Are Michael Richards and Mel Gibson racist bigots? At some level they must have been contaminated by the noxious poison of racism or else it would not have spewed out of them when enraged or inebriated. They themselves may have been shocked at the fires of racial hatred that resided in the deepest recesses of their beings. In the midst of his rant, Richards refers to “what lays buried.” One simply cannot imagine that such foul, hateful language could be produced by anger and alcohol alone, rather than simply provoking what was already present in the darkest places of their hearts.

As Christians we have a divinely mandated obligation to love our neighbors as ourselves (Mt. 22:39), which means allowing the Holy Spirit to eliminate all prejudice and bigotry and to produce the agape love which is a fruit of the Holy Spirit in the hearts of yielded believers (Gal. 5:22).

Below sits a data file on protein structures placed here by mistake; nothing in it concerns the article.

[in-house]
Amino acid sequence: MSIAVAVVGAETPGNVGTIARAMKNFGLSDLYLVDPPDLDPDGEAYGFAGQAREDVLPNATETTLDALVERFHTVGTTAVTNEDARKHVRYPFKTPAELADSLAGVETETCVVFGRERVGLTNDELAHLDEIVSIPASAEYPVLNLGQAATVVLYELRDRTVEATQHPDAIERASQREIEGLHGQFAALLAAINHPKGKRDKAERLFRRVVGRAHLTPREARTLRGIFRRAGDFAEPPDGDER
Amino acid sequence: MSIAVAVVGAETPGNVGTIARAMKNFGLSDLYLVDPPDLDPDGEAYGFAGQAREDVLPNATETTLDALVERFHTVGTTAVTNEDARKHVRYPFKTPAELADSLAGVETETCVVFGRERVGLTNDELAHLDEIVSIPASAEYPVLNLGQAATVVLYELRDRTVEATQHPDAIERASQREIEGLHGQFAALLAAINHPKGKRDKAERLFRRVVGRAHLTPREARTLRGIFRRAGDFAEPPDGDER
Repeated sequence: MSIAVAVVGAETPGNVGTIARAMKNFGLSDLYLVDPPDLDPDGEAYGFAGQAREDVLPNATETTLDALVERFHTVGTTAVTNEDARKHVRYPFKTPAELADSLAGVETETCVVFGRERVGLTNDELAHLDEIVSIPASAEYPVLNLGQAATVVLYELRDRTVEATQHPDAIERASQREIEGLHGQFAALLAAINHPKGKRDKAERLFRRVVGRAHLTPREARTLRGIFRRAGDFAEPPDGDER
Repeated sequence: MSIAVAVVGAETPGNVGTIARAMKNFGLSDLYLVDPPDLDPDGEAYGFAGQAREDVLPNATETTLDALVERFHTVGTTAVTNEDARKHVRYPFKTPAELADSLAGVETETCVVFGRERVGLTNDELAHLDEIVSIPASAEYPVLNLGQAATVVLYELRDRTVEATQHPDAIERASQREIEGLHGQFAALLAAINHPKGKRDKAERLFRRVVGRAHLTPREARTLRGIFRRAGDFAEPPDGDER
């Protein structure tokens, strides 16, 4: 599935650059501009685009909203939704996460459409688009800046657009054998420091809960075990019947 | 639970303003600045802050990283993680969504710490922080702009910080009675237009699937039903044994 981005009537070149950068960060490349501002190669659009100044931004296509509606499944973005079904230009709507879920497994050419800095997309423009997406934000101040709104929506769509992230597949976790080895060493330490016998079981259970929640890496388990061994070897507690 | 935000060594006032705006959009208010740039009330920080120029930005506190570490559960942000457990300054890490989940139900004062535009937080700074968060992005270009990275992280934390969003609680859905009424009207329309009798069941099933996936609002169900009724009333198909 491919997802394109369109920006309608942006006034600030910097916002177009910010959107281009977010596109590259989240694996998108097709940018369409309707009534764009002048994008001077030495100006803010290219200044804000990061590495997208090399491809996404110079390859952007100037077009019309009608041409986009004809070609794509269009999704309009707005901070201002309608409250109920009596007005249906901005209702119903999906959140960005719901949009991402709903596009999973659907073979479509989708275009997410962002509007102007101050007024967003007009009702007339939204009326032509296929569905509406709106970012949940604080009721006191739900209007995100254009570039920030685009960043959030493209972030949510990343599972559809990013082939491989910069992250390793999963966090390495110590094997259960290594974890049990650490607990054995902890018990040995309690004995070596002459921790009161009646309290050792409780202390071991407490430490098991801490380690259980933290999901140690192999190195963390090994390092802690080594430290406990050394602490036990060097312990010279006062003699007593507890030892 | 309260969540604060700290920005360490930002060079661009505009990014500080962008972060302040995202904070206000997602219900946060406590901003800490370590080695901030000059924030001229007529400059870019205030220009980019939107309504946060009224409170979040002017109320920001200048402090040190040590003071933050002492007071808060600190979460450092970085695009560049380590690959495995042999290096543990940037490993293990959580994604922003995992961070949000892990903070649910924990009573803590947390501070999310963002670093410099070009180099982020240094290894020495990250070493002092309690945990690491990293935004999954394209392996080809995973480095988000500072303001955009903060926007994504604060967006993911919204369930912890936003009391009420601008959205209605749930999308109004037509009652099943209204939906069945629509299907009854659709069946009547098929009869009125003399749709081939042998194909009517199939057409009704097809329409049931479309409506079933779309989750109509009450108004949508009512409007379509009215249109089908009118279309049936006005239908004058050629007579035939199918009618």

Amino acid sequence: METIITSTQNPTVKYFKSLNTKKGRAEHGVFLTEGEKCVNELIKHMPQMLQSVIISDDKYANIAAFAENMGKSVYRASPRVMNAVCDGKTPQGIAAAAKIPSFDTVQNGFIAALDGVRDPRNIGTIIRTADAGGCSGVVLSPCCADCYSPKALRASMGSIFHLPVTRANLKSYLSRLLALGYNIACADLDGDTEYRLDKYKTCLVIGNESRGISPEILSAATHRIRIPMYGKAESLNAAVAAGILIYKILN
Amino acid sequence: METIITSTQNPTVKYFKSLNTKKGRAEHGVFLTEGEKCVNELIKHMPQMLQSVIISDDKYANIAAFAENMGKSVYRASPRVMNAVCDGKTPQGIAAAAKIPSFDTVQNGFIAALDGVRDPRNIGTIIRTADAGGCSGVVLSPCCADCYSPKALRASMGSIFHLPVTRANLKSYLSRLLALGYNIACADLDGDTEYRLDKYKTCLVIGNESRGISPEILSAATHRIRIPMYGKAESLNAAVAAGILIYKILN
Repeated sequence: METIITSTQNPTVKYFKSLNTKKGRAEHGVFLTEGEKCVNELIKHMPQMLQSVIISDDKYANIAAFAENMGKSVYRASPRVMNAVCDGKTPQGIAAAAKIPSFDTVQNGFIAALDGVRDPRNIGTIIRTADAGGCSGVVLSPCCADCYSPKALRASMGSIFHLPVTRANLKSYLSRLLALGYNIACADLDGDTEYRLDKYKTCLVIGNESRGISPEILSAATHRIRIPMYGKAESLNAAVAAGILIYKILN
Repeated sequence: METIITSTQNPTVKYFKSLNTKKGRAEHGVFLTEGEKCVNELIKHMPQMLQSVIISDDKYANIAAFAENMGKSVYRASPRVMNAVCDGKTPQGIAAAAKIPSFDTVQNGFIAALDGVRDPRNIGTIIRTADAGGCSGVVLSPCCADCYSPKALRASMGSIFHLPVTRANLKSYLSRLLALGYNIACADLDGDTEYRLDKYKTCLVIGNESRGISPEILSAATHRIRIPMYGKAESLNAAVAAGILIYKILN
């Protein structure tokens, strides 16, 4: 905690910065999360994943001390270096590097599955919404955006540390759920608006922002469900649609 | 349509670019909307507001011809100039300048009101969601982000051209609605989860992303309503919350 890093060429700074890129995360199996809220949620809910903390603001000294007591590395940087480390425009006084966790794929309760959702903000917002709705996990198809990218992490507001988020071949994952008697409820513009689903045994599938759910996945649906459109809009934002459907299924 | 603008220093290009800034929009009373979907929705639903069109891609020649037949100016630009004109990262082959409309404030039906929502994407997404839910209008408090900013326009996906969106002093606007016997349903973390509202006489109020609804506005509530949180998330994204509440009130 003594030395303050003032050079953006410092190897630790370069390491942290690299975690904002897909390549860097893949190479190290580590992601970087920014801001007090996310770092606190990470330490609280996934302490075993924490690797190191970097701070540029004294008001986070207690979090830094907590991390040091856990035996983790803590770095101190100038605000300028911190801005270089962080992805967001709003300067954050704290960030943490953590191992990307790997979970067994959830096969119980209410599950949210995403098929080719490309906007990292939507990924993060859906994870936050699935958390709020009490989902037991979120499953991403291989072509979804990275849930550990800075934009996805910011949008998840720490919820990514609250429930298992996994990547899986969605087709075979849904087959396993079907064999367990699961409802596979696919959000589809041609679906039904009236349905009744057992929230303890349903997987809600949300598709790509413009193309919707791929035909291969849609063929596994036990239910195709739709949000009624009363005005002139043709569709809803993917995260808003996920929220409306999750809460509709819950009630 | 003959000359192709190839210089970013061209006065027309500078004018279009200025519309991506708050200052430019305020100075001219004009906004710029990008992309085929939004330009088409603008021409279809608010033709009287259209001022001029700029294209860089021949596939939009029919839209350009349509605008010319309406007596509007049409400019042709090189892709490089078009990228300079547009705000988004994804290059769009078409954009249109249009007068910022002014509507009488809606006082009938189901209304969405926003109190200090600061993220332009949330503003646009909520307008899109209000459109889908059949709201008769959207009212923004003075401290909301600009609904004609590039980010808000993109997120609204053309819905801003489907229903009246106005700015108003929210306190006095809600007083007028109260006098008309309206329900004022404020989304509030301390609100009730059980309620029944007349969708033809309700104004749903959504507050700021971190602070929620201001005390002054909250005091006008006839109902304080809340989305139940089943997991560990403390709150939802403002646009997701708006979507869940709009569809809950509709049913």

The Michael Richards and Mel Gibson episodes remind us that racism will always be with us. We must be ever vigilant to its presence within our fallen natures and our fallen society, as well as mindful of our Christian duty to renounce and denounce it whenever and wherever it appears.

Further Learning

Learn more about: Citizenship, Racial Reconciliation,

12 Comments

1 On Nov 28, 2006, at 3:04pm, LandonSandy wrote:

I promise I am not a church basher, but arn’t we fooling ourselves to point the finger at Mel and Michael while most of us attend a church that would think twice about baptising a member of another race, or hosting a wedding for an inter-racial couple.

2 On Dec 19, 2006, at 10:38pm, Erik Hernandez wrote: